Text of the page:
The chief of staff for Veterans Affairs Secretary David Shulkin altered an email and made false statements to a department ethics official that led to taxpayers covering expenses for Shulkin's wife on an official trip to Europe last summer, the agency's inspector general said in a report released Wednesday.
Vivieca Wright Simpson, Shulkin's chief of staff, altered language in an email regarding the logistics of the trip that led to the department paying $4,312 in airfare for Shulkin's wife, Merle Bari, according to the report.
The Department of Veterans Affairs Office of Inspector General referred those allegations to the Justice Department, which decided not to prosecute at this time, according to the IG report.
The investigation additionally found that Shulkin improperly accepted tickets to a Wimbledon championship tennis match during the trip and deemed inappropriate Shulkin's decision to use a VA staffer to arrange personal activities for himself and his wife during the trip, saying that the aide "effectively acted as a personal travel concierge" for the couple.
The report includes emails from Bari to the aide, in which she directs the aide, James Gough, to arrange visits to tourist attractions.
In one June 2017 email, Bari wrote to Gough: "Is there earlier flight from Copenhagen? Wimbledon tickets? High tea? Roman baths in [B]ath. Would want to do baths not just tour."
Gough's "tourist planning activities were in excess of what was reasonably necessary to perform any official security planning duties," the investigation found.
Shulkin's lawyers said he did nothing wrong, and in a response to VA Inspector General Michael Missal, Shulkin called the portrayal of the trip "overall and entirely inaccurate."
The investigation additionally found that Shulkin improperly accepted tickets to a Wimbledon championship tennis match during the trip, directed a VA program specialist to plan leisure activities for himself and his wife during the nine-day trip, saying that the aide "effectively acted as a personal travel concierge" to Shulkin and his wife.
Lawyers representing Shulkin told CNN on Monday that they had submitted a "robust response" to the findings of the review and that Shulkin "has not done anything improper."
In a response to VA's Inspector General Michael Missal dated February 12, 2018, Shulkin called the portrayal of the trip "overall and entirely inaccurate."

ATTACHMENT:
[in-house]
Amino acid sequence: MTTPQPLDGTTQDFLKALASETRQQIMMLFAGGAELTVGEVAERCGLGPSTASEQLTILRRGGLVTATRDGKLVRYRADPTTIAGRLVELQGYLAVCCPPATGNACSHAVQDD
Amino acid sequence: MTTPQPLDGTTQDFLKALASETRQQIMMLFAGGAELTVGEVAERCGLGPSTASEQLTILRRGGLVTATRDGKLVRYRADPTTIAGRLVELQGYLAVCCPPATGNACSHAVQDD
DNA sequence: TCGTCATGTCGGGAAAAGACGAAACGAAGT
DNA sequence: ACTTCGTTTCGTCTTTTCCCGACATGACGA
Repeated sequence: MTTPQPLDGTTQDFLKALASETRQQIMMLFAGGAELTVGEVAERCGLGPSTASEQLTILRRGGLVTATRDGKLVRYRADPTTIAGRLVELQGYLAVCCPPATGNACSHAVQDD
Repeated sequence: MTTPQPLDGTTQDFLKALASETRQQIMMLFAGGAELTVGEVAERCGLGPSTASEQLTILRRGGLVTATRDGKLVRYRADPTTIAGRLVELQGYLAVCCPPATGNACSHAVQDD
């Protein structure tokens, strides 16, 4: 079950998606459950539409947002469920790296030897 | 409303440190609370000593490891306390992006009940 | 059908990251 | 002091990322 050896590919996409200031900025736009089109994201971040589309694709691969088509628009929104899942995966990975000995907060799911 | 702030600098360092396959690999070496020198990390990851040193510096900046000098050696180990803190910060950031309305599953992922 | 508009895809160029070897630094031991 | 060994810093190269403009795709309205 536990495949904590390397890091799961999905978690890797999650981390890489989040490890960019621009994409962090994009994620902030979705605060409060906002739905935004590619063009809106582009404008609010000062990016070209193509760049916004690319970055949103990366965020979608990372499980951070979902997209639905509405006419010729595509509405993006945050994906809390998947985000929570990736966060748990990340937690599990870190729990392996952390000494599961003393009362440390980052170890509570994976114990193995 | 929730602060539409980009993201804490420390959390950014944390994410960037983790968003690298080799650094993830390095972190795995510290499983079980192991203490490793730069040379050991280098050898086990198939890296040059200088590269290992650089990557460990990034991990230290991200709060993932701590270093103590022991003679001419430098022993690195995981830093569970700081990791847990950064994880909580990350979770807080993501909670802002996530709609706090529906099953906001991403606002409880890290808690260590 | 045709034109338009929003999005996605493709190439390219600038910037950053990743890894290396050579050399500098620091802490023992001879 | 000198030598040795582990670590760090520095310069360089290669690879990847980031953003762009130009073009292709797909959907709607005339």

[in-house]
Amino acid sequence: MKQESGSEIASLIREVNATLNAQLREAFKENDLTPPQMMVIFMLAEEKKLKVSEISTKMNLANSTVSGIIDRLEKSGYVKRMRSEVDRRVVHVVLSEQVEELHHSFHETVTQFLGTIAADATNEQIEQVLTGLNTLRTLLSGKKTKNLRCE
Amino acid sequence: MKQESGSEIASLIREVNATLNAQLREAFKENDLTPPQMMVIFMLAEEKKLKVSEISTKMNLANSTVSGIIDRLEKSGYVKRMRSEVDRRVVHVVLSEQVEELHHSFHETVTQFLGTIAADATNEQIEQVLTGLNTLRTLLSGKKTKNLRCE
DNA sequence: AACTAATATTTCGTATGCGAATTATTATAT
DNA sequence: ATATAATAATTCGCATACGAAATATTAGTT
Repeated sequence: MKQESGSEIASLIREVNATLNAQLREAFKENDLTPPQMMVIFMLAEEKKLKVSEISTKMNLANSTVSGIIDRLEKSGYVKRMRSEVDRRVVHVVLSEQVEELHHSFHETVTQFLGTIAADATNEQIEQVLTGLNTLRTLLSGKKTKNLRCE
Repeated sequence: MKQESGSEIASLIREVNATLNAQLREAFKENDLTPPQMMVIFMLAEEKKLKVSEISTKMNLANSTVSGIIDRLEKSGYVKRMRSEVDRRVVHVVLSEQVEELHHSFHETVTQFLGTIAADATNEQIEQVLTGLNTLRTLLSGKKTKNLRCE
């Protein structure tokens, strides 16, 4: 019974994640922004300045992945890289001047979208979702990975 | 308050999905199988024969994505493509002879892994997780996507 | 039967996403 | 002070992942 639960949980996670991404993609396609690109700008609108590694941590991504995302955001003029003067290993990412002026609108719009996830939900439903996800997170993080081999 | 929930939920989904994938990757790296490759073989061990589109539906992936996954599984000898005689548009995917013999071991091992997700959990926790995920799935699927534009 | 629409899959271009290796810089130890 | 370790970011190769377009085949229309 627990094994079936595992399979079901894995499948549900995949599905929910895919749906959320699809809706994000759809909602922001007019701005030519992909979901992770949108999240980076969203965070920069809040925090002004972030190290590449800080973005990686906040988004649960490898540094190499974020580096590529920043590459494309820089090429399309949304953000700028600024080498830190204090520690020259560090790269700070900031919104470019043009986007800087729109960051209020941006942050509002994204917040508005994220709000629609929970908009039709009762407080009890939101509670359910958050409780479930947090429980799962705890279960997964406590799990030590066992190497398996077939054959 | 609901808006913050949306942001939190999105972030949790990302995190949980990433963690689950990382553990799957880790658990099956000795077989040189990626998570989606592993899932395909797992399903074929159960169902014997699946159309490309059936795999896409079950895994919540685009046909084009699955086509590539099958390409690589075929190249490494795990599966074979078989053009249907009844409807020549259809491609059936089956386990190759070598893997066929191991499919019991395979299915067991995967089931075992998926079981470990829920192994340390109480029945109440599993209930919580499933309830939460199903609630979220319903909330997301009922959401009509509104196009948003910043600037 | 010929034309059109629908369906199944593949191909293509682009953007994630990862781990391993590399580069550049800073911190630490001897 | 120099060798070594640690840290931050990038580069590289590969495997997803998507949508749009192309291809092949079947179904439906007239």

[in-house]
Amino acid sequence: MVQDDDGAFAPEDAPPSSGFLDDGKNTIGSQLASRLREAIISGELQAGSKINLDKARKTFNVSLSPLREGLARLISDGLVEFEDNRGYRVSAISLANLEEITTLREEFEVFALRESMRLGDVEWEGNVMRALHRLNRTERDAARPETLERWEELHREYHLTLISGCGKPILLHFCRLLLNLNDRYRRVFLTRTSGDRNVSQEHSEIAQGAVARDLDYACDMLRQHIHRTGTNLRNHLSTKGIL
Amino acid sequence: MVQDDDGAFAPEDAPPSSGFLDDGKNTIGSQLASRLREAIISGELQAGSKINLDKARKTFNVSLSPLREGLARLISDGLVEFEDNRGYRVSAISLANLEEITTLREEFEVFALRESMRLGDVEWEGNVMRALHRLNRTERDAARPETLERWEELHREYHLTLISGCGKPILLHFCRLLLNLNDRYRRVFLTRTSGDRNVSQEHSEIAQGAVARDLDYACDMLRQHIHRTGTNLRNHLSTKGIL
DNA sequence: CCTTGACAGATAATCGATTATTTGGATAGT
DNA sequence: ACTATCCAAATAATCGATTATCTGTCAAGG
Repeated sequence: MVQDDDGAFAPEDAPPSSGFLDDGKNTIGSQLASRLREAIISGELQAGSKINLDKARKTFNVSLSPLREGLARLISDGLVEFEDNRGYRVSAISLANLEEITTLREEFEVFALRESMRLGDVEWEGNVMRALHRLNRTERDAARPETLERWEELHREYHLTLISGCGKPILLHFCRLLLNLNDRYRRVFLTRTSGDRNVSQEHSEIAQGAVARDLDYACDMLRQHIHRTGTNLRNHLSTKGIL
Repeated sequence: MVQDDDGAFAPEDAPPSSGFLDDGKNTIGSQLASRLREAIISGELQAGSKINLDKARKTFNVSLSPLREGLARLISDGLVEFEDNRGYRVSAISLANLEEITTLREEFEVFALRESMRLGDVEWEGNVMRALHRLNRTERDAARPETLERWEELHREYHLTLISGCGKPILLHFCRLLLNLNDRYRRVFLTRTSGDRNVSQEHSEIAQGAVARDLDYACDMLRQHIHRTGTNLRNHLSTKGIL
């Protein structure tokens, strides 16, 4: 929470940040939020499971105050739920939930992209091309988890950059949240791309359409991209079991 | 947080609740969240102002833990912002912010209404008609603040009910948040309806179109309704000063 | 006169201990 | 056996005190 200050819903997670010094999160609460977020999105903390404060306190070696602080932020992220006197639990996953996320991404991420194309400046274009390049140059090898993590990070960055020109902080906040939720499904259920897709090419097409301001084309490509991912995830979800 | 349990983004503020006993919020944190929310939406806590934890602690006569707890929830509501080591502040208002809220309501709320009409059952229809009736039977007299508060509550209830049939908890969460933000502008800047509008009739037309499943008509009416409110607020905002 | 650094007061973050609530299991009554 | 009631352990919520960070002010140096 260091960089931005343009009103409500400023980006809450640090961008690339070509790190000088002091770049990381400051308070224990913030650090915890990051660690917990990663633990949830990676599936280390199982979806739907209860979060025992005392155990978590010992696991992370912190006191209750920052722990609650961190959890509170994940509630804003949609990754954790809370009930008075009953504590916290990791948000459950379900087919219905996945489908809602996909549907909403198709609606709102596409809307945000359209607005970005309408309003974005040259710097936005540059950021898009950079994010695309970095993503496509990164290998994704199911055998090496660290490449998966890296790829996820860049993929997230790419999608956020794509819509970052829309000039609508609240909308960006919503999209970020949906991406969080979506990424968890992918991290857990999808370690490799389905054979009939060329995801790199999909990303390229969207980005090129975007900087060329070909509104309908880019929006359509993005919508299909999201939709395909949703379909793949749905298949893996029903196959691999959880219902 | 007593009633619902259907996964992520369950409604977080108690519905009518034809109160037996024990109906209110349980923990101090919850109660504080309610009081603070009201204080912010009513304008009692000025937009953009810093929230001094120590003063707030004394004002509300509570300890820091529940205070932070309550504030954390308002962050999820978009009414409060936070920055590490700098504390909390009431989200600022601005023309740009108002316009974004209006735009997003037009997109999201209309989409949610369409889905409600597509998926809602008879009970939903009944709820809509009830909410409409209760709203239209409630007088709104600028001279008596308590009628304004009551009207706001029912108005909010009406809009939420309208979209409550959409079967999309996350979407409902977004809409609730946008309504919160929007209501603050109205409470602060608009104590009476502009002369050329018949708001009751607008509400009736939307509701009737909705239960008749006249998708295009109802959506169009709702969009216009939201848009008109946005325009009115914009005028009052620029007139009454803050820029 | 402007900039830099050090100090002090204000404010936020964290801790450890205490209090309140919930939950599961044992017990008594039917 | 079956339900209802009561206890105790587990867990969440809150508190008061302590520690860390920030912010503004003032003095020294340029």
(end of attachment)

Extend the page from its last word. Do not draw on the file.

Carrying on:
"Your staff's conduct related to this investigation reeks of an agenda," he said. "Your portrayal of this trip is overall and entirely inaccurate."
Missal has called on Shulkin to reimburse the money paid by the Department of Veterans Affairs for his wife's travel, as well as the price of the Wimbledon tickets he received as a gift.
Shulkin told investigators that he received the Wimbledon tickets as a gift from Victoria Gosling, the former CEO of the 2016 Invictus Games, who he described as a friend of his wife's. But, according to the report, when Gosling was interviewed, she could not remember Shulkin's wife's name.
"The OIG concludes that Ms. Gosling gave a gift of the Wimbledon tickets because of Secretary Shulkin's official position," the report states.
When President Donald Trump tapped Shulkin to head the VA in January 2017, he described Shulkin as "fantastic" and said he would do a "truly great job." Shulkin was a holdover from President Barack Obama's administration and previously served as the department's undersecretary for health.
A VA spokesman did not immediately respond to CNN's inquiry as to whether Wright Simpson remains on staff.
Other Trump cabinet secretaries have been mired in controversy over travel practices, including: EPA Administrator Scott Pruitt, Interior Secretary Ryan Zinke, Treasury Secretary Steven Mnuchin and Tom Price, the former Health and Human Services secretary who resigned under scrutiny last year for his use of chartered planes for business purposes.
In his response to the report, Shulkin, who has been the head of the VA for a little more than a year, characterized the report as a "direct assault on my spouse, my character, and my unblemished record of service to the Veterans Affairs Administration."
He wrote that it was the department that suggested that his wife travel be funded by the VA, citing past practice.
"To clarify once again, I had nothing to do with the process of obtaining approval for my wife's travel or otherwise planning the day-to-day travel arrangements," Shulkin wrote, saying that those tasks were delegated to his staff. "It is outrageous that you would portray my wife and me as attempting to take advantage of the government."
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